Poppins the buck is herding his harem, bugling so every fellow fallow deer in Vermont can hear. To passers-by more accustomed to big whitetails, Poppins’ spotted khaki hide and waist-tall stature give him a fawn-like look, a good reminder of why fallow deer have long been petting zoo favorites. But there’s nothing cute or diminutive about his bold strut, pig-like grunting, and impressive antlers, each with a broad palm like a moose’s. Poppins is spoiling for a fight.

Nearby, a pair of males tussle for second-place status, their locking antlers cracking like baseball bats. Does in every shade of brown, from light cream to dark chocolate, barely glance their way.

Perfect fit. A few yards away, Hank Dimuzio takes it all in: the fighting bucks, Poppins’ show, the does arrayed around him, and the curious fawns wandering around 100 of LedgEnd Farm’s 272 acres of pasture and hay ground just outside Middlebury, Vermont. It’s a perfect New England fall day, and he’s surrounded by the perfect livestock to fit into the busy life of an emergency room doctor-slash-farmer.

“I’ve got an entrepreneurial spirit, so I wanted something that would be neat and adventurous,” Dimuzio says, counting off the factors that led him to start building his fallow deer herd back in 1994. “I needed something that would be compatible with being an ER physician, which is shift work. I’m not a bird person. And although I like goats, I couldn’t be here to milk goats twice a day.”

In 1994, Hank Dimuzio decided deer fit well with his other job: ER doctor. He and Rhonda Roberts just put half their farm into a perpetual farming easement with the Vermont Land Trust.

Minimal demands. Dimuzio notes that deer demand only minimal care most of the year.

“They’re a semi-domesticated species,” Dimuzio explains. “I try to raise them as they would be raised in the wild.

“They get tree trimmings, they get bark, which is a natural anti- parasitic, though I do some fecal testing just to make sure [parasites aren’t present]. Sometimes they get a de-wormer drench,” he adds.

Venison doesn’t marble like beef, Dimuzio points out, so there’s no need to finish them on grain.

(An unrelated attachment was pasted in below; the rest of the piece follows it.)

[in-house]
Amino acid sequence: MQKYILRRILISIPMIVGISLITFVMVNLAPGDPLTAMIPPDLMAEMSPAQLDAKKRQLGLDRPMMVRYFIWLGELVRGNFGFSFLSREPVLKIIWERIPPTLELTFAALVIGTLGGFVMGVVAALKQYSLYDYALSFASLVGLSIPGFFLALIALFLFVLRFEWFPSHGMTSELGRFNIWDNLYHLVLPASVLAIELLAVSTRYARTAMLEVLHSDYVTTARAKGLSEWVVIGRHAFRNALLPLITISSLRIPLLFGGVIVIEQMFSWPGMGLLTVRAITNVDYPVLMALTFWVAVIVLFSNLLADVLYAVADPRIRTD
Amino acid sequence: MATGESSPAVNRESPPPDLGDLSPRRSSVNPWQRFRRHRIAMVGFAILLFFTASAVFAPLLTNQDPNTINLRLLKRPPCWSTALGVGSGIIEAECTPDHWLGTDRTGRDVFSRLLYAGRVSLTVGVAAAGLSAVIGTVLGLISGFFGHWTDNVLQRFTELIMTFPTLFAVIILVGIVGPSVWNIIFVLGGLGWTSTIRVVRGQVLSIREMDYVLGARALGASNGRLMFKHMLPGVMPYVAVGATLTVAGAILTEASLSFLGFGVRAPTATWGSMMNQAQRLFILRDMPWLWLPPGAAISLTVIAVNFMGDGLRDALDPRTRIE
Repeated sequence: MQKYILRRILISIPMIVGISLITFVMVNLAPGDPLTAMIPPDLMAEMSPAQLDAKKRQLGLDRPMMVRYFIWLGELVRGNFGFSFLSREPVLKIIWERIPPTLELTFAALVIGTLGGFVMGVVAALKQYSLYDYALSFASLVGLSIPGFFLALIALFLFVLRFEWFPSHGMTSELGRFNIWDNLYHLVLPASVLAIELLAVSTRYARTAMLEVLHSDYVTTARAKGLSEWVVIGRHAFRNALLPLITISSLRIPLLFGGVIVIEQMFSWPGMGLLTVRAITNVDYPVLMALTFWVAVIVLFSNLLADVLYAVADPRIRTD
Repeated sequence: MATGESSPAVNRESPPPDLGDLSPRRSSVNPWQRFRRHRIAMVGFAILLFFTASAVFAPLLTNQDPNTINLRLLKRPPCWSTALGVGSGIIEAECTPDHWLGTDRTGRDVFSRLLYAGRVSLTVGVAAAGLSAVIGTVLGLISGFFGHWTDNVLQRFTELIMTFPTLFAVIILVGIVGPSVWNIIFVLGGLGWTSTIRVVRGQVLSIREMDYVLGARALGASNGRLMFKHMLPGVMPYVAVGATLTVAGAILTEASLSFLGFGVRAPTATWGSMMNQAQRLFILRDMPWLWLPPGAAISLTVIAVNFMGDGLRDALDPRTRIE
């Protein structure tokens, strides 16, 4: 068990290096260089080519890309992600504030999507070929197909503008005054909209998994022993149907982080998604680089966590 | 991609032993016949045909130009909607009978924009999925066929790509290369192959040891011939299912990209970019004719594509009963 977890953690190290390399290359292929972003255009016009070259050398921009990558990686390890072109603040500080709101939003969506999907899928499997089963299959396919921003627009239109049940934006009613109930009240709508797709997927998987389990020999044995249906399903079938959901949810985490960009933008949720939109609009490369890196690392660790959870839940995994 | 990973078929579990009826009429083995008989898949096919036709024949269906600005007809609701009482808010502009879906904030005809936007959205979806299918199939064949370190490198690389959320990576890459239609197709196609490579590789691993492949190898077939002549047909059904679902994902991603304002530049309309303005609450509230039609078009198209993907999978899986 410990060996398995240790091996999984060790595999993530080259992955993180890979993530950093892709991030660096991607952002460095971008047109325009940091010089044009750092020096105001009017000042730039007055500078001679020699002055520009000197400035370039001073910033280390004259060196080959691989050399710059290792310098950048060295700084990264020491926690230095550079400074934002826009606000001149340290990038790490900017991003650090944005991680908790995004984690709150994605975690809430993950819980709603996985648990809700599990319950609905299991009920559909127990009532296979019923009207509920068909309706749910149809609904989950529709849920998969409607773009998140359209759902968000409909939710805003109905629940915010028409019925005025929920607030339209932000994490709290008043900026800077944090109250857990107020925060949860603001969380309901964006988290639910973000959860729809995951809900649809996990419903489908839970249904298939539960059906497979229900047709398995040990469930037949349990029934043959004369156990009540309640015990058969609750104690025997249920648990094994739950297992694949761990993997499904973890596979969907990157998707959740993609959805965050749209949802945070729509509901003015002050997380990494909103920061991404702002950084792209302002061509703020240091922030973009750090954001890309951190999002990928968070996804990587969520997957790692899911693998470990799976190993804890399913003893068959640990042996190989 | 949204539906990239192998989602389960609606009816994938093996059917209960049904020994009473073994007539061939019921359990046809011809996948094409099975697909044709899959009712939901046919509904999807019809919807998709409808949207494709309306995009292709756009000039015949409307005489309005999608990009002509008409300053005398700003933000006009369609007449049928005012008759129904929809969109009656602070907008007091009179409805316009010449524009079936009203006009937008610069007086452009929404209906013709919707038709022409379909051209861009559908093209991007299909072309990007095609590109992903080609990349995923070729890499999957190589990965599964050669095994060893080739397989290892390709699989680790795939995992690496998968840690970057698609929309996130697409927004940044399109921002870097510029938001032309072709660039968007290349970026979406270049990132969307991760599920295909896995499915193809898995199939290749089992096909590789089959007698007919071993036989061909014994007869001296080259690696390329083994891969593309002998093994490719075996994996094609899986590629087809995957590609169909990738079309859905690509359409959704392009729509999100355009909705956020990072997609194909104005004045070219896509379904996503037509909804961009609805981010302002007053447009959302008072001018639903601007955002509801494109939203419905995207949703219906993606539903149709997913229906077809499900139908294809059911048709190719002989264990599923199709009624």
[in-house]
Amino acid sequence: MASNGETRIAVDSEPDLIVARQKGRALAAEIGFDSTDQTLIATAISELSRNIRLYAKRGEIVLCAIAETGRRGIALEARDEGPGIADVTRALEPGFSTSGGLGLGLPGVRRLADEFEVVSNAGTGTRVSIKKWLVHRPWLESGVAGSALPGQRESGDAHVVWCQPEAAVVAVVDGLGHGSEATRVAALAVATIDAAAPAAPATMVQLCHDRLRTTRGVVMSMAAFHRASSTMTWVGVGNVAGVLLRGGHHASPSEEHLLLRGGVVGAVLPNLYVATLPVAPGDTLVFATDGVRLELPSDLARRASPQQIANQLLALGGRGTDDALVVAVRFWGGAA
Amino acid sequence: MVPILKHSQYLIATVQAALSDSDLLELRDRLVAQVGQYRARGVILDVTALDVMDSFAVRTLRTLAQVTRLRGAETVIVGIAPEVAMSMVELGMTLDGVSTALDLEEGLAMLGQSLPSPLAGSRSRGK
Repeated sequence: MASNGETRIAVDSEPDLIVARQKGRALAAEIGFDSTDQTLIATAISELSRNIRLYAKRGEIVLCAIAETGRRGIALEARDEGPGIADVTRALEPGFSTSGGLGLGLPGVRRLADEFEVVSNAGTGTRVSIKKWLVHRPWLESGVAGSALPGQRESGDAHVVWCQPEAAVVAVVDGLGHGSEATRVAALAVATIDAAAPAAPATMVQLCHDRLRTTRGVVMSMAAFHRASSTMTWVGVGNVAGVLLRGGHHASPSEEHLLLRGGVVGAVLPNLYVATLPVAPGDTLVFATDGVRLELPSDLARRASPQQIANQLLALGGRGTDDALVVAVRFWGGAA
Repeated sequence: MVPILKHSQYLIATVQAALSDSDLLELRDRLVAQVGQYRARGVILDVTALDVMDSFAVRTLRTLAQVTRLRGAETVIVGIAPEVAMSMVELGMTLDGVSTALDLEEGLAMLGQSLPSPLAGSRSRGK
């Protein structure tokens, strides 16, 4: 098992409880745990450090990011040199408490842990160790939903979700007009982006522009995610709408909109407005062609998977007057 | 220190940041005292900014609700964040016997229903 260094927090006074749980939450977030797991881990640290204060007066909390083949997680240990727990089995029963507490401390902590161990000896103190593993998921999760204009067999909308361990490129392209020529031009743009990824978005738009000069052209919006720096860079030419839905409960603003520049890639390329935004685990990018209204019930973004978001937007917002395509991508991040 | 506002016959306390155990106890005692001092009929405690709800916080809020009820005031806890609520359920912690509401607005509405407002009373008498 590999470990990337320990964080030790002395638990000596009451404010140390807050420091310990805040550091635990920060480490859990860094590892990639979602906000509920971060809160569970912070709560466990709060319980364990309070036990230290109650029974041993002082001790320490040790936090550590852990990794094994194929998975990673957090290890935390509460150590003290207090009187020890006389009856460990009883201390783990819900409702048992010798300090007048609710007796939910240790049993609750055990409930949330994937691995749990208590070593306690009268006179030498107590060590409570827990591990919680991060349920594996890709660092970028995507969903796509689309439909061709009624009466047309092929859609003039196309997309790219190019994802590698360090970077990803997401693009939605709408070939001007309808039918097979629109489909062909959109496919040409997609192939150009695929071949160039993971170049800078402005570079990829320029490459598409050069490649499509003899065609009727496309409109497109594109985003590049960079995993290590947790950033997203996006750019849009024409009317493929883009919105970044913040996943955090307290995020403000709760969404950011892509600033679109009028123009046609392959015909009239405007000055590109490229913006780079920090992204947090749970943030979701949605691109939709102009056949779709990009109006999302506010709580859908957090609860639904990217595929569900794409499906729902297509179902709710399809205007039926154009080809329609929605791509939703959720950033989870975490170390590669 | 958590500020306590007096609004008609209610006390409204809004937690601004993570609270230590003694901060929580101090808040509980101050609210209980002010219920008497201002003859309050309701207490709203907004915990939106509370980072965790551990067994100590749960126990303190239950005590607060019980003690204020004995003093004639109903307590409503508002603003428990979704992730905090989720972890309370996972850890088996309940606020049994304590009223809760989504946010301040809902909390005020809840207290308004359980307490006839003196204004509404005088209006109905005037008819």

“I’m basically a pasture-fed business,” he says. “We’ll use baleage for winter feed and shell corn for energy and to use as bait when we want to move the herd. They’ll consume about 2.5 quarts of water a day in the summer, and once the snow hits, they have minimal water requirements.”

LedgEnd Farm markets 100 to 120 animals a year, mostly to restaurants whose chefs appreciate the lean, mild, fine-grained venison and the lamb-sized cuts.

Mature does, culled or at the end of their reproductive years, yield 45 to 50 pounds of meat. Dimuzio slaughters bucks at 2.5 to 3.5 years—dressing out at 70 to 90 pounds—because yearlings, armed with nail-sharp spikes, are more dangerous to handle.

“I really do not like handling yearling animals,” Dimuzio says of his young bucks. “They’re nervous, they jump up and down, get skewered and die.”

Fallow deer have been raised for meat in Europe and Asia for millennia.

It’s worthwhile to feed them longer on forage and a little corn, let them gain weight until they dress out at 70 to 100 pounds or so, and wait until they calm down.

Good fences. In the field, deer require a fence almost tight enough to hold water. One hundred acres of LedgEnd Farm is protected by tight-lock wire fencing that can’t be pushed apart.

“They’re a naturally curious animal, but they don’t really challenge the fence unless you’re pushing them,” Dimuzio says.

Vermont law requires deer farmers to install fencing at least eight feet tall, though fallow deer are unlikely to jump that high. Dimuzio’s bigger worry is that they will try to go under the barrier, so he leaves no more than an inch of clearance at the bottom.

The laneways leading to Dimuzio’s indoor squeeze chute and handling facility are another story. Those run along building walls or are flanked tightly by boards eight to ten feet high. The solid barriers help keep the deer calm and protect Dimuzio and his wife Rhonda Roberts from the head-high side kicks that fallow deer execute when they are nervous.

Vermont requires that antlers be removed before shipping deer in a group, a process that is quick and painless during the hard antler stage. Antlers become dog toys, and the slaughterhouse keeps the hides to help LedgEnd reduce its processing costs.

Price survey. Dimuzio conducts a price survey of imported venison and local organic lamb twice a year, adjusting his own prices to stay in the median, which tends to be about $27 per pound for boneless loin. Unlike producers of “amenable species” like beef, lamb, or even ostrich, deer owners must pay an extra $64 per hour themselves to cover inspection fees. “Venison is a high-dollar protein,” Dimuzio says. “It costs more to get the meat in the package.”

Fallow deer thrive on grazing and winter baleage, with a little energy boost from corn in the winter.

Dimuzio sells direct to restaurants, stores, and consumers. Otherwise, he says, distributors or shipping costs eat up the margins.

This year, with the abrupt close of restaurants and hotels, “we hit a brick wall March 15th,” he says. On-farm sales trickled in along with orders from local stores, but LedgEnd hunkered down.

The deer may be cute, but the deer business—with decades of price booms and busts, high turnover, and strict regulation by both agriculture and wildlife agencies— is anything but.

“Deer farming is kind of Old West style,” Dimuzio muses. “It’s not for the faint-hearted.”

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